Abortion has been legal in South Africa since 1996. According to the Choice on Termination of Pregnancy Act of 1996, women are entitled to terminate pregnancy as informed by conditions outlined in the law at no cost at government hospitals or clinics during the first three months of pregnancy.
The Choice on Termination of Pregnancy Act recognises that the right to decide whether or not to have children is fundamental to women’s physical, psychological, and social health. It calls for universal access to reproductive health care services which should include family planning and contraception, termination of pregnancy, and sexuality education and counselling services.
- Abortion treatments
- Medical abortion
Medical abortion allows for the termination of a pregnancy using medication (pills/tablets) only. It is available for women who are between four and nine weeks pregnant. The length of the process is different for each woman but usually takes a few days, during which a woman will experience symptoms similar to a miscarriage. The process involves pre-care counselling and a clinical examination with a post-abortion check-up appointment.
- Surgical abortion
Surgical abortion in the first 12 weeks may be performed by a medical practitioner or by an appropriately trained nurse or midwife; after 12 weeks it may only be performed by a doctor. It involves pre-care counselling and a clinical examination after which the procedure is performed using a gentle suction method to remove the contents of the uterus. The procedure may take longer further in the pregnancy as the doctor will need to provide medication that helps to dilate the cervix.
- Abortion treatment advantages and disadvantages
Making the decision to have an abortion is not an inherently easy one to make. Having options available and being as informed as possible beforehand assists women choose a method that will work best for her.
- Medical abortion
- No anaesthesia, instruments, or vacuum aspirator machine
- Can be used to end pregnancy as early as 3-4 weeks
- Being at home instead of a clinic may seem more comfortable and private
- Any support person can be there during the abortion process
- Infection-Endometritis (infection of the lining of the womb) is a rare complication of medical abortion, occurring in 0.1 – 0.9% cases only
- Failed abortion where the abortion drugs fail to work and the pregnancy continues. This happens between 1 and 14 in 1000 cases after medical abortion
- Heavy bleeding/haemorrhage; requiring a blood transfusion. This is a very rare complication but if you’re experiencing heavy bleeding after a medical abortion you should attend an emergency department immediately
- Cramping can be mild to severe – differs from person to person – and usually lasts longer than with a surgical abortion
- Two visits to the provider are necessary, and possibly more
- The procedure is quicker than a medical abortion
- There’s less bleeding and cramping than with a medical abortion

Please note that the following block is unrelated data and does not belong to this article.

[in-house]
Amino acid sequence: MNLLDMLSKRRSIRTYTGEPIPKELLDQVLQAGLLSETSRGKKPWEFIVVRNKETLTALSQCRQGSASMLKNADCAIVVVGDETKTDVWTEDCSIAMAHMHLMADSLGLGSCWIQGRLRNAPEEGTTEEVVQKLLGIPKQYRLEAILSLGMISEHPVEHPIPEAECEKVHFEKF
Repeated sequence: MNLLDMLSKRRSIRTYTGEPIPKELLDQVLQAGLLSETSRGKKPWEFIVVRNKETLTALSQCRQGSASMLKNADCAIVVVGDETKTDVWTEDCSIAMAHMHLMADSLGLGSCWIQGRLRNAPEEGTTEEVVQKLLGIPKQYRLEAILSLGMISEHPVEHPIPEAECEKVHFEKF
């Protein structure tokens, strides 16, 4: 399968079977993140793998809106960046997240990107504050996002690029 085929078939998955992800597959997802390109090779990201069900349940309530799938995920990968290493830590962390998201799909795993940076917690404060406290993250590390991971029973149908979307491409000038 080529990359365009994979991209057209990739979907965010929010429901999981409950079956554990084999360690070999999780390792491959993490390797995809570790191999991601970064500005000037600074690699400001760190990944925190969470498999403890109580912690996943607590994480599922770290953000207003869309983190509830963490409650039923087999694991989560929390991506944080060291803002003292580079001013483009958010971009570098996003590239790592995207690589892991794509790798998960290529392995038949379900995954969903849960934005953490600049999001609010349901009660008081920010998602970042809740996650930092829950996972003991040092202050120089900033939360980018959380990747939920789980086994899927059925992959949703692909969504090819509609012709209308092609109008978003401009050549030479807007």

- Can be done up to 12 weeks
- Anaesthetic and drugs used to manage the pain during the procedure may cause side effects such as diarrhoea, nausea, vomiting, dizziness, chills, hot flushes and headaches
- Retained pregnancy tissue, this happens in less than 1% of abortions and usually requires another procedure or some medication to help remove the retained pregnancy tissue
- Rhesus isoimmunisation; women with a certain blood group (rhesus negative) are at risk of isoimmunisation after an induced abortion
- The woman has less control over the abortion process and who is with her during the procedure
- Post-abortion care
Every woman is unique in how she feels after an abortion. Most women report feeling a sense of relief that they have made the best decision under the circumstances. This is the most common response. For some women, however, abortion can raise a number of emotional responses including sadness, guilt, rage, shame and regret. Abortion facilities usually offer counselling as part of their pre- and post-abortion services.
- Pain management
Most women experience cramping on and off for about a week after an abortion. You can take the pain medicines if needed as prescribed by the healthcare practitioner where you accessed your abortion service. You can buy these over-the-counter pain medicines from a pharmacy, supermarket, and many other shops without a prescription. Always read the patient information leaflet that comes with these medicines, and take them as directed.
- Post abortion check-up
It is advised that you get a post-abortion medical check-up three weeks after an abortion. This is to make sure that you have fully recovered from your procedure. A post-abortion check-up normally involves a blood-pressure check and an examination of your abdomen. The check-up will:
- Confirm that the pregnancy has ended (pregnancy tests can show a positive result for a while after an abortion)
- Check your bleeding pattern is normal and there is no infection